69th United States Congress

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69th United States Congress
68th ← → 70th
USCapitol1906.jpg
United States Capitol (1906)

Duration: March 4, 1925 – March 4, 1927

Senate President: Charles G. Dawes (R)
Senate Pres. pro tem: George H. Moses (R)
House Speaker: Nicholas Longworth (R)
Members: 96 Senators
435 Representatives
5 Non-voting members
Senate Majority: Republican
House Majority: Republican

Sessions
Special: March 4, 1925 – March 18, 1925
1st: December 7, 1925 – July 3, 1926
2nd: December 6, 1926 – March 3, 1927

The Sixty-ninth United States Congress was a meeting of the legislative branch of the United States federal government, consisting of the United States Senate and the United States House of Representatives. It met in Washington, D.C. from March 4, 1925 to March 4, 1927, during the third and fourth years of Calvin Coolidge's presidency. The apportionment of seats in the House of Representatives was based on the Thirteenth Decennial Census of the United States in 1910. Both chambers had a Republican majority.

Contents

Major events[edit]

A special session of the Senate was called by President Coolidge on February 14, 1925.

  • Impeachment of Judge George W. English — On April 1, 1926, the House of Representatives impeached Judge George W. English of the United States District Court for the Eastern District of Illinois. Both Houses adjourned on July 3, 1926, with the Senate scheduled to reconvene on November 10, 1926 as a Court of Impeachment. English resigned before the impeachment trial began. The Senate met as planned on November 10, 1926 to adjourn the court of impeachment sine die. On December 13, 1926 the Senate, acting on advice from the House managers of the impeachment, formally dismissed all charges against Judge English.
  • January 17, 1927: U.S. Supreme Court held (McGrain v. Daugherty) that Congress has the power to compel witness and testimony.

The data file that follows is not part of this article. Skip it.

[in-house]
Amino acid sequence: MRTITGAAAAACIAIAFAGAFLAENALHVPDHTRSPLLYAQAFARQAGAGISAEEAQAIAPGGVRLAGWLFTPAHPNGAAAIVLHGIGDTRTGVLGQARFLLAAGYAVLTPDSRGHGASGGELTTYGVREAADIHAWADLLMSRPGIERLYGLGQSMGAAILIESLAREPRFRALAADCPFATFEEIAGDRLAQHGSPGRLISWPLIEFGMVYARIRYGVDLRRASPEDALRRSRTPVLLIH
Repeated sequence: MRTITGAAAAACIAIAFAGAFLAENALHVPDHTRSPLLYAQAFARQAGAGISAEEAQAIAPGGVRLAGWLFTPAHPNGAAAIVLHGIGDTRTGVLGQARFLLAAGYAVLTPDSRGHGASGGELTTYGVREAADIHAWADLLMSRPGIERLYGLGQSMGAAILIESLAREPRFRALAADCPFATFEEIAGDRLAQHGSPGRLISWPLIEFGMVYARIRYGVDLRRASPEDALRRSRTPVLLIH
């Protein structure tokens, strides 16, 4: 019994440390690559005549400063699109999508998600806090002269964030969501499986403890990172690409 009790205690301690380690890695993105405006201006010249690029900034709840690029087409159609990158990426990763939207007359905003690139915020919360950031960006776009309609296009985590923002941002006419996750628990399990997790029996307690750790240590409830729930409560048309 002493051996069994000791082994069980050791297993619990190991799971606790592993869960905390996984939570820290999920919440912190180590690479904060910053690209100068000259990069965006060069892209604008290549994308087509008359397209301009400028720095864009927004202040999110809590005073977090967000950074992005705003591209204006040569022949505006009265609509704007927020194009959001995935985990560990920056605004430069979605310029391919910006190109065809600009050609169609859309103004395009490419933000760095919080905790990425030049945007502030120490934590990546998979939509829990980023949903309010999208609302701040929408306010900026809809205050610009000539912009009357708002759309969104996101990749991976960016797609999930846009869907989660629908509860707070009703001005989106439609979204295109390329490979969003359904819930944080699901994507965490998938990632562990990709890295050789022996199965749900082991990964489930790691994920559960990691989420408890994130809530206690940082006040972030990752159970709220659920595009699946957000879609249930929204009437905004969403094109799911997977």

Major legislation[edit]

Representative Edith Nourse Rogers of Massachusetts presiding over the House Chamber in 1926

Party summary[edit]

Senate composition, by party

The count below identifies party affiliations at the beginning of the first session of this Congress, and includes members from vacancies and newly admitted states, when they were first seated. Changes resulting from subsequent replacements are shown below in the "Changes in membership" section.

Senate[edit]

Party
(Shading shows control)
Total Vacant
Democratic
(D)
Farmer–Labor
(FL)
Republican
(R)
End of the previous congress 42 2 52 96 0
Begin 40 1 55 96 0
End 42 53
Final voting share 43.8% 1.0% 55.2%
Beginning of the next congress 47 1 48 96 0

House of Representatives[edit]

TOTAL members: 435

Leadership[edit]

Senate[edit]

Senate Leadership
Charles G. Dawes
Senate President
Charles G. Dawes (R)
Albert B. Cummins
Senate President pro tempore
Albert B. Cummins (R), until March 6, 1925
George H. Moses
Senate President pro tempore
George H. Moses (R), from March 6, 1925

Majority (Republican) leadership[edit]

Minority (Democratic) leadership[edit]

House of Representatives[edit]

House Leadership
Nicholas Longworth
House Speaker
Nicholas Longworth (R)

Majority (Republican) leadership[edit]

Minority (Democratic) leadership[edit]

Members[edit]

This list is arranged by chamber, then by state. Senators are listed in order of seniority, and Representatives are listed by district.

Senate[edit]

Senators were elected every two years, with one-third beginning new six-year terms with each Congress. Preceding the names in the list below are Senate class numbers, which indicate the cycle of their election. In this Congress, Class 1 meant their term began in the last Congress, requiring reelection in 1928; Class 2 meant their term began with this Congress, requiring reelection in 1930; and Class 3 meant their term ended with this Congress, requiring reelection in 1926.

House of Representatives[edit]

Changes in membership[edit]

The count below reflects changes from the beginning of the first session of this Congress.

Senate[edit]